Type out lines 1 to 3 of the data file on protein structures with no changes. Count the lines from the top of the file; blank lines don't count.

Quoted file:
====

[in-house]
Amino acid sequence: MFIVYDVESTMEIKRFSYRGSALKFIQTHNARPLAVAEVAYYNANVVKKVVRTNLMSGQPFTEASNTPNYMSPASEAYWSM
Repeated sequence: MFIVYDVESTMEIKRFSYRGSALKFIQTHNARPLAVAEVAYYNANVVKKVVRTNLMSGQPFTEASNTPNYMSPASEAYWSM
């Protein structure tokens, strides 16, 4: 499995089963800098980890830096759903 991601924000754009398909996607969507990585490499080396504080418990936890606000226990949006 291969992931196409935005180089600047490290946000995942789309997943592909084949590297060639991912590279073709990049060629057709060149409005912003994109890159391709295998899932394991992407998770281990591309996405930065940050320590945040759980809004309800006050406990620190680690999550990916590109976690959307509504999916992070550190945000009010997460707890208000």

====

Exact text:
[in-house]
Amino acid sequence: MFIVYDVESTMEIKRFSYRGSALKFIQTHNARPLAVAEVAYYNANVVKKVVRTNLMSGQPFTEASNTPNYMSPASEAYWSM
Repeated sequence: MFIVYDVESTMEIKRFSYRGSALKFIQTHNARPLAVAEVAYYNANVVKKVVRTNLMSGQPFTEASNTPNYMSPASEAYWSM